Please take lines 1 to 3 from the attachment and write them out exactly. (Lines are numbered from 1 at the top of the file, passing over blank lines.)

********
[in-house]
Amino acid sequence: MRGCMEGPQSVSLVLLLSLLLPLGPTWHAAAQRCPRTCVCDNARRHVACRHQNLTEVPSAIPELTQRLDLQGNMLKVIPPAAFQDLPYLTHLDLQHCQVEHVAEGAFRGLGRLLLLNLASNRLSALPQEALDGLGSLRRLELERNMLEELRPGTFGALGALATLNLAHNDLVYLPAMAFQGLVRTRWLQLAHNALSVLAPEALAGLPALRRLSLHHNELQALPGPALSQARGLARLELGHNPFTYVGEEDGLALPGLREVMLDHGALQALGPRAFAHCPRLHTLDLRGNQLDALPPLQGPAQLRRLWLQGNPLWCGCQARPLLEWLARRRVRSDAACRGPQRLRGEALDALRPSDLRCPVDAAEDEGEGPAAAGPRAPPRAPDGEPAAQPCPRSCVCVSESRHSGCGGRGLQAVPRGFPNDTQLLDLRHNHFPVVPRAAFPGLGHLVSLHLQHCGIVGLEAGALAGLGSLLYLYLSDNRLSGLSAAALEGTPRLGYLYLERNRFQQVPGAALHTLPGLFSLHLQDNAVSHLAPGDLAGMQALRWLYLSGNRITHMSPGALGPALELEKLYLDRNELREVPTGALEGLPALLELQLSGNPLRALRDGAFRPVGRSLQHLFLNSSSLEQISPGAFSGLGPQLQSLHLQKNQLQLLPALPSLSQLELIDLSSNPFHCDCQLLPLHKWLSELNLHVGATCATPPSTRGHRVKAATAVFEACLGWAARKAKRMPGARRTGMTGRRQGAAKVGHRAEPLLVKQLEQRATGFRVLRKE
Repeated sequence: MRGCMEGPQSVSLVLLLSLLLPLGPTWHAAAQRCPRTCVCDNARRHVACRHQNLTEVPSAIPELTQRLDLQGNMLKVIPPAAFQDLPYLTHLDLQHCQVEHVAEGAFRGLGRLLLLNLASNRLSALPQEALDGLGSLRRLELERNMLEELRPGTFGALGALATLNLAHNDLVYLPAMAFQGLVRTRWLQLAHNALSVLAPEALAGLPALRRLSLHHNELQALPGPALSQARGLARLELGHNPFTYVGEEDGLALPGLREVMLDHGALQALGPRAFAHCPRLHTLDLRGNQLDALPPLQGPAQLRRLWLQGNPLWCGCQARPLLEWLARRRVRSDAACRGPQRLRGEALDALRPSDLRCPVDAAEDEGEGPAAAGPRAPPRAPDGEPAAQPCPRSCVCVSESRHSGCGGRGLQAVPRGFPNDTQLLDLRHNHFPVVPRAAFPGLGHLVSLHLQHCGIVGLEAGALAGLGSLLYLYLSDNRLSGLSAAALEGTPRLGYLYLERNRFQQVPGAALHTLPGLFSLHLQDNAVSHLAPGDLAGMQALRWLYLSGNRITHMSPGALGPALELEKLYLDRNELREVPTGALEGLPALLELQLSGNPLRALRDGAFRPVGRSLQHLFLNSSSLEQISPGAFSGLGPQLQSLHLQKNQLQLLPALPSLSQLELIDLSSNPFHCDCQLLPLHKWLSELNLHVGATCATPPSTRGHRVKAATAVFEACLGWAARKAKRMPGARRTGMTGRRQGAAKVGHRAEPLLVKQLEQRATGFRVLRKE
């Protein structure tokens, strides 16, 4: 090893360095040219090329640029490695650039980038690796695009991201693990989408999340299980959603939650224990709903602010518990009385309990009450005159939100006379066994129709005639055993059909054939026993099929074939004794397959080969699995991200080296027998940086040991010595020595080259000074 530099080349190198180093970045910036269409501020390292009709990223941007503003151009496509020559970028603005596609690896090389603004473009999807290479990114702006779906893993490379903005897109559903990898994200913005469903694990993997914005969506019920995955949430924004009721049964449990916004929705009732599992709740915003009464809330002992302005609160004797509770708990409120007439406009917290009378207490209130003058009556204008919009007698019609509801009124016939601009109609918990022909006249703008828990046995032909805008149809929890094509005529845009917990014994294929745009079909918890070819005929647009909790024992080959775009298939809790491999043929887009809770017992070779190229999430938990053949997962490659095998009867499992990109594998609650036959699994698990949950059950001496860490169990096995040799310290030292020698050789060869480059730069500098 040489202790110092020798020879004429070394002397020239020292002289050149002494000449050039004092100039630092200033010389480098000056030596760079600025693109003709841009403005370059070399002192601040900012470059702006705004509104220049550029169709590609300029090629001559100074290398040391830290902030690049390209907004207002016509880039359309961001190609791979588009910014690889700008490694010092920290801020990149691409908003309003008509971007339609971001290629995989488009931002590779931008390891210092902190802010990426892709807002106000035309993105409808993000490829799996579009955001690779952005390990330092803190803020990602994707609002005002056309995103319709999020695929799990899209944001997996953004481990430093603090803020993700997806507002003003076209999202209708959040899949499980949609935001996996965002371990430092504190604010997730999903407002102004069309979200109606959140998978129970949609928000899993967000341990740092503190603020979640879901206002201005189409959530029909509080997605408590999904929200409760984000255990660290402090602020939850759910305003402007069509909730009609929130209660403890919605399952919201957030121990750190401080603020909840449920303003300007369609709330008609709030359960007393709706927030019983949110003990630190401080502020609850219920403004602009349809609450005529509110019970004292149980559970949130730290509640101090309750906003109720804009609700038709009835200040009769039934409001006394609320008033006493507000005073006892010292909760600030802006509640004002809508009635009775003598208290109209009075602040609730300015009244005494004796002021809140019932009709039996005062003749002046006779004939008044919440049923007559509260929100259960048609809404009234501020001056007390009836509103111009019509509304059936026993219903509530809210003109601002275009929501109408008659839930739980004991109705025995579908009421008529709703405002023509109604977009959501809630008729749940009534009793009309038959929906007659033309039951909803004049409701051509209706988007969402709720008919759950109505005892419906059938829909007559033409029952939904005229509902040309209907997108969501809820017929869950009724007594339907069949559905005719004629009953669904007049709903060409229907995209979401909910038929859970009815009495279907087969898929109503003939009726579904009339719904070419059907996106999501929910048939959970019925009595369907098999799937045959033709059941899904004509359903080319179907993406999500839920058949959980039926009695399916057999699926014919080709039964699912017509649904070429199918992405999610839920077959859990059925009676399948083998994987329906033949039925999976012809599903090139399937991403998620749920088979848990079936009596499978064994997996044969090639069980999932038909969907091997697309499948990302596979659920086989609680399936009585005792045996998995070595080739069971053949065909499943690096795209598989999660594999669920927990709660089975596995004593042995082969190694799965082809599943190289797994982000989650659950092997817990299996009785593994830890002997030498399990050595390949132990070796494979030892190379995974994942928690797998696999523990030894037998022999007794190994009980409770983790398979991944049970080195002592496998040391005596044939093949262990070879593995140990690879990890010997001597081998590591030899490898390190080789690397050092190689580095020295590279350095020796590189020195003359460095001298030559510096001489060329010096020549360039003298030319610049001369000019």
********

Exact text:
[in-house]
Amino acid sequence: MRGCMEGPQSVSLVLLLSLLLPLGPTWHAAAQRCPRTCVCDNARRHVACRHQNLTEVPSAIPELTQRLDLQGNMLKVIPPAAFQDLPYLTHLDLQHCQVEHVAEGAFRGLGRLLLLNLASNRLSALPQEALDGLGSLRRLELERNMLEELRPGTFGALGALATLNLAHNDLVYLPAMAFQGLVRTRWLQLAHNALSVLAPEALAGLPALRRLSLHHNELQALPGPALSQARGLARLELGHNPFTYVGEEDGLALPGLREVMLDHGALQALGPRAFAHCPRLHTLDLRGNQLDALPPLQGPAQLRRLWLQGNPLWCGCQARPLLEWLARRRVRSDAACRGPQRLRGEALDALRPSDLRCPVDAAEDEGEGPAAAGPRAPPRAPDGEPAAQPCPRSCVCVSESRHSGCGGRGLQAVPRGFPNDTQLLDLRHNHFPVVPRAAFPGLGHLVSLHLQHCGIVGLEAGALAGLGSLLYLYLSDNRLSGLSAAALEGTPRLGYLYLERNRFQQVPGAALHTLPGLFSLHLQDNAVSHLAPGDLAGMQALRWLYLSGNRITHMSPGALGPALELEKLYLDRNELREVPTGALEGLPALLELQLSGNPLRALRDGAFRPVGRSLQHLFLNSSSLEQISPGAFSGLGPQLQSLHLQKNQLQLLPALPSLSQLELIDLSSNPFHCDCQLLPLHKWLSELNLHVGATCATPPSTRGHRVKAATAVFEACLGWAARKAKRMPGARRTGMTGRRQGAAKVGHRAEPLLVKQLEQRATGFRVLRKE
Repeated sequence: MRGCMEGPQSVSLVLLLSLLLPLGPTWHAAAQRCPRTCVCDNARRHVACRHQNLTEVPSAIPELTQRLDLQGNMLKVIPPAAFQDLPYLTHLDLQHCQVEHVAEGAFRGLGRLLLLNLASNRLSALPQEALDGLGSLRRLELERNMLEELRPGTFGALGALATLNLAHNDLVYLPAMAFQGLVRTRWLQLAHNALSVLAPEALAGLPALRRLSLHHNELQALPGPALSQARGLARLELGHNPFTYVGEEDGLALPGLREVMLDHGALQALGPRAFAHCPRLHTLDLRGNQLDALPPLQGPAQLRRLWLQGNPLWCGCQARPLLEWLARRRVRSDAACRGPQRLRGEALDALRPSDLRCPVDAAEDEGEGPAAAGPRAPPRAPDGEPAAQPCPRSCVCVSESRHSGCGGRGLQAVPRGFPNDTQLLDLRHNHFPVVPRAAFPGLGHLVSLHLQHCGIVGLEAGALAGLGSLLYLYLSDNRLSGLSAAALEGTPRLGYLYLERNRFQQVPGAALHTLPGLFSLHLQDNAVSHLAPGDLAGMQALRWLYLSGNRITHMSPGALGPALELEKLYLDRNELREVPTGALEGLPALLELQLSGNPLRALRDGAFRPVGRSLQHLFLNSSSLEQISPGAFSGLGPQLQSLHLQKNQLQLLPALPSLSQLELIDLSSNPFHCDCQLLPLHKWLSELNLHVGATCATPPSTRGHRVKAATAVFEACLGWAARKAKRMPGARRTGMTGRRQGAAKVGHRAEPLLVKQLEQRATGFRVLRKE